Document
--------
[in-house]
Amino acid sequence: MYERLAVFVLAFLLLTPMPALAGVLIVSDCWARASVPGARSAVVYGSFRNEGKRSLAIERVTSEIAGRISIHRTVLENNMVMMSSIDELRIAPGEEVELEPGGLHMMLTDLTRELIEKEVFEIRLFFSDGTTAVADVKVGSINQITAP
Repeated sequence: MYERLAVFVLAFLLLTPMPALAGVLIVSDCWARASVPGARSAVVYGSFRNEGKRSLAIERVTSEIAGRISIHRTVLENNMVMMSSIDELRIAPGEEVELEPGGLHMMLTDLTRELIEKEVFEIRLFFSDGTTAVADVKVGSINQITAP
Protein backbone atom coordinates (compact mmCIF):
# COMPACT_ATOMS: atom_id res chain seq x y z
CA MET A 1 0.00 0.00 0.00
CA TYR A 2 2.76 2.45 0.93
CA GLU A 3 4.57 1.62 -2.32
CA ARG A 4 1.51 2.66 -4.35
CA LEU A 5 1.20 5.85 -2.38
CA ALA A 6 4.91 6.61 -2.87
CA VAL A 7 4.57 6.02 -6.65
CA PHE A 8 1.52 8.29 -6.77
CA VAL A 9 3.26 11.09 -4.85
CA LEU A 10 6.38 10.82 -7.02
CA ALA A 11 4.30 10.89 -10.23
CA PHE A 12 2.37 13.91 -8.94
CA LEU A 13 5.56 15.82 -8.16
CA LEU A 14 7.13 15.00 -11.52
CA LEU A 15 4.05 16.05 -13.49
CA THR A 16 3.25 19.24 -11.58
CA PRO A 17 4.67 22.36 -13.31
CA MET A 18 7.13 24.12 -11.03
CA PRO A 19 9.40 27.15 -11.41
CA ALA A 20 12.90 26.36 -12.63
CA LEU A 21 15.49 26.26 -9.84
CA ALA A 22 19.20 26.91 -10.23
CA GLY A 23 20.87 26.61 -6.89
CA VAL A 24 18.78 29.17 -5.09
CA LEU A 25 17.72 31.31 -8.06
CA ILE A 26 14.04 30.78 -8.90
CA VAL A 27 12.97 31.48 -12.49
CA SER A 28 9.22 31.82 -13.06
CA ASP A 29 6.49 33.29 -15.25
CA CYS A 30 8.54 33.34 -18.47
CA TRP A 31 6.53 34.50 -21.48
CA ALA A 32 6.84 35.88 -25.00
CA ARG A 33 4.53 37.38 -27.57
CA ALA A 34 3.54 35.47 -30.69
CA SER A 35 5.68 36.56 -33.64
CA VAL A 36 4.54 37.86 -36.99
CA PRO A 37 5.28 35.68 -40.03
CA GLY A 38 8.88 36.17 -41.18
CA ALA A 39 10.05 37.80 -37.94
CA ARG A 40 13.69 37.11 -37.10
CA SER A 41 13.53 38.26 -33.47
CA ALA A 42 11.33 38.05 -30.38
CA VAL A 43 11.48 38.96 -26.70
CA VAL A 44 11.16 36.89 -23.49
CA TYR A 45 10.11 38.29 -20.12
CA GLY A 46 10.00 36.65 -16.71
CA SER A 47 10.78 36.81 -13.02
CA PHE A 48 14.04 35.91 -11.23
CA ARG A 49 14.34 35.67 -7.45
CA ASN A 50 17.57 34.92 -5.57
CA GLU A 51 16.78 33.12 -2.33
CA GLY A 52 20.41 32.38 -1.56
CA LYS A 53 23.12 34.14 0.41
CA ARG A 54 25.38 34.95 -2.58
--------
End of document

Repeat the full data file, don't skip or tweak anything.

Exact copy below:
[in-house]
Amino acid sequence: MYERLAVFVLAFLLLTPMPALAGVLIVSDCWARASVPGARSAVVYGSFRNEGKRSLAIERVTSEIAGRISIHRTVLENNMVMMSSIDELRIAPGEEVELEPGGLHMMLTDLTRELIEKEVFEIRLFFSDGTTAVADVKVGSINQITAP
Repeated sequence: MYERLAVFVLAFLLLTPMPALAGVLIVSDCWARASVPGARSAVVYGSFRNEGKRSLAIERVTSEIAGRISIHRTVLENNMVMMSSIDELRIAPGEEVELEPGGLHMMLTDLTRELIEKEVFEIRLFFSDGTTAVADVKVGSINQITAP
Protein backbone atom coordinates (compact mmCIF):
# COMPACT_ATOMS: atom_id res chain seq x y z
CA MET A 1 0.00 0.00 0.00
CA TYR A 2 2.76 2.45 0.93
CA GLU A 3 4.57 1.62 -2.32
CA ARG A 4 1.51 2.66 -4.35
CA LEU A 5 1.20 5.85 -2.38
CA ALA A 6 4.91 6.61 -2.87
CA VAL A 7 4.57 6.02 -6.65
CA PHE A 8 1.52 8.29 -6.77
CA VAL A 9 3.26 11.09 -4.85
CA LEU A 10 6.38 10.82 -7.02
CA ALA A 11 4.30 10.89 -10.23
CA PHE A 12 2.37 13.91 -8.94
CA LEU A 13 5.56 15.82 -8.16
CA LEU A 14 7.13 15.00 -11.52
CA LEU A 15 4.05 16.05 -13.49
CA THR A 16 3.25 19.24 -11.58
CA PRO A 17 4.67 22.36 -13.31
CA MET A 18 7.13 24.12 -11.03
CA PRO A 19 9.40 27.15 -11.41
CA ALA A 20 12.90 26.36 -12.63
CA LEU A 21 15.49 26.26 -9.84
CA ALA A 22 19.20 26.91 -10.23
CA GLY A 23 20.87 26.61 -6.89
CA VAL A 24 18.78 29.17 -5.09
CA LEU A 25 17.72 31.31 -8.06
CA ILE A 26 14.04 30.78 -8.90
CA VAL A 27 12.97 31.48 -12.49
CA SER A 28 9.22 31.82 -13.06
CA ASP A 29 6.49 33.29 -15.25
CA CYS A 30 8.54 33.34 -18.47
CA TRP A 31 6.53 34.50 -21.48
CA ALA A 32 6.84 35.88 -25.00
CA ARG A 33 4.53 37.38 -27.57
CA ALA A 34 3.54 35.47 -30.69
CA SER A 35 5.68 36.56 -33.64
CA VAL A 36 4.54 37.86 -36.99
CA PRO A 37 5.28 35.68 -40.03
CA GLY A 38 8.88 36.17 -41.18
CA ALA A 39 10.05 37.80 -37.94
CA ARG A 40 13.69 37.11 -37.10
CA SER A 41 13.53 38.26 -33.47
CA ALA A 42 11.33 38.05 -30.38
CA VAL A 43 11.48 38.96 -26.70
CA VAL A 44 11.16 36.89 -23.49
CA TYR A 45 10.11 38.29 -20.12
CA GLY A 46 10.00 36.65 -16.71
CA SER A 47 10.78 36.81 -13.02
CA PHE A 48 14.04 35.91 -11.23
CA ARG A 49 14.34 35.67 -7.45
CA ASN A 50 17.57 34.92 -5.57
CA GLU A 51 16.78 33.12 -2.33
CA GLY A 52 20.41 32.38 -1.56
CA LYS A 53 23.12 34.14 0.41
CA ARG A 54 25.38 34.95 -2.58